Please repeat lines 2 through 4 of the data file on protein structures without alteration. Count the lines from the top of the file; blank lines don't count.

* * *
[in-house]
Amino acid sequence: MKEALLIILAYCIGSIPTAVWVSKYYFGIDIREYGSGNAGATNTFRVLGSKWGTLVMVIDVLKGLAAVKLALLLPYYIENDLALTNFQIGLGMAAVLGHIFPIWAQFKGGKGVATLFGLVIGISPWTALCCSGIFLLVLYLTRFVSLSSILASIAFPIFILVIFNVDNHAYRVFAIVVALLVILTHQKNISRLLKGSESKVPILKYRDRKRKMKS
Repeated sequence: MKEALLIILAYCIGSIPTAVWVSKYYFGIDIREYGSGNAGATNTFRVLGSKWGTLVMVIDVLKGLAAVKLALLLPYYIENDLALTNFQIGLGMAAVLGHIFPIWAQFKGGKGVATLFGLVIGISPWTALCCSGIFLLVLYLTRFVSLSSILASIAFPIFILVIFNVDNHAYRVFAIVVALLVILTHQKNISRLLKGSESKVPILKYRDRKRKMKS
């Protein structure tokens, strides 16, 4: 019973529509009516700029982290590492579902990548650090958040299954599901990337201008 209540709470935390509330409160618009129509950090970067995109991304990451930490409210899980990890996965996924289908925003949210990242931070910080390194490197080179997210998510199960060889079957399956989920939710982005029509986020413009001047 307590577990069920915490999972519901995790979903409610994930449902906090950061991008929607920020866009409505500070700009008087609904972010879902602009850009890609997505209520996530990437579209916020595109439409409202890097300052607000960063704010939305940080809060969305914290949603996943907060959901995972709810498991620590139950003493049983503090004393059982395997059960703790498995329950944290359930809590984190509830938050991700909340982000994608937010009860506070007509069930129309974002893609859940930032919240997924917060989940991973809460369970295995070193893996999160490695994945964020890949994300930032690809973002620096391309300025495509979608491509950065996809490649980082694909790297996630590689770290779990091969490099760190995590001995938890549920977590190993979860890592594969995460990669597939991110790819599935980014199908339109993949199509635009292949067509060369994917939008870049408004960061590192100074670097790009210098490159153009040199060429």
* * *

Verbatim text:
Amino acid sequence: MKEALLIILAYCIGSIPTAVWVSKYYFGIDIREYGSGNAGATNTFRVLGSKWGTLVMVIDVLKGLAAVKLALLLPYYIENDLALTNFQIGLGMAAVLGHIFPIWAQFKGGKGVATLFGLVIGISPWTALCCSGIFLLVLYLTRFVSLSSILASIAFPIFILVIFNVDNHAYRVFAIVVALLVILTHQKNISRLLKGSESKVPILKYRDRKRKMKS
Repeated sequence: MKEALLIILAYCIGSIPTAVWVSKYYFGIDIREYGSGNAGATNTFRVLGSKWGTLVMVIDVLKGLAAVKLALLLPYYIENDLALTNFQIGLGMAAVLGHIFPIWAQFKGGKGVATLFGLVIGISPWTALCCSGIFLLVLYLTRFVSLSSILASIAFPIFILVIFNVDNHAYRVFAIVVALLVILTHQKNISRLLKGSESKVPILKYRDRKRKMKS
């Protein structure tokens, strides 16, 4: 019973529509009516700029982290590492579902990548650090958040299954599901990337201008 209540709470935390509330409160618009129509950090970067995109991304990451930490409210899980990890996965996924289908925003949210990242931070910080390194490197080179997210998510199960060889079957399956989920939710982005029509986020413009001047 307590577990069920915490999972519901995790979903409610994930449902906090950061991008929607920020866009409505500070700009008087609904972010879902602009850009890609997505209520996530990437579209916020595109439409409202890097300052607000960063704010939305940080809060969305914290949603996943907060959901995972709810498991620590139950003493049983503090004393059982395997059960703790498995329950944290359930809590984190509830938050991700909340982000994608937010009860506070007509069930129309974002893609859940930032919240997924917060989940991973809460369970295995070193893996999160490695994945964020890949994300930032690809973002620096391309300025495509979608491509950065996809490649980082694909790297996630590689770290779990091969490099760190995590001995938890549920977590190993979860890592594969995460990669597939991110790819599935980014199908339109993949199509635009292949067509060369994917939008870049408004960061590192100074670097790009210098490159153009040199060429």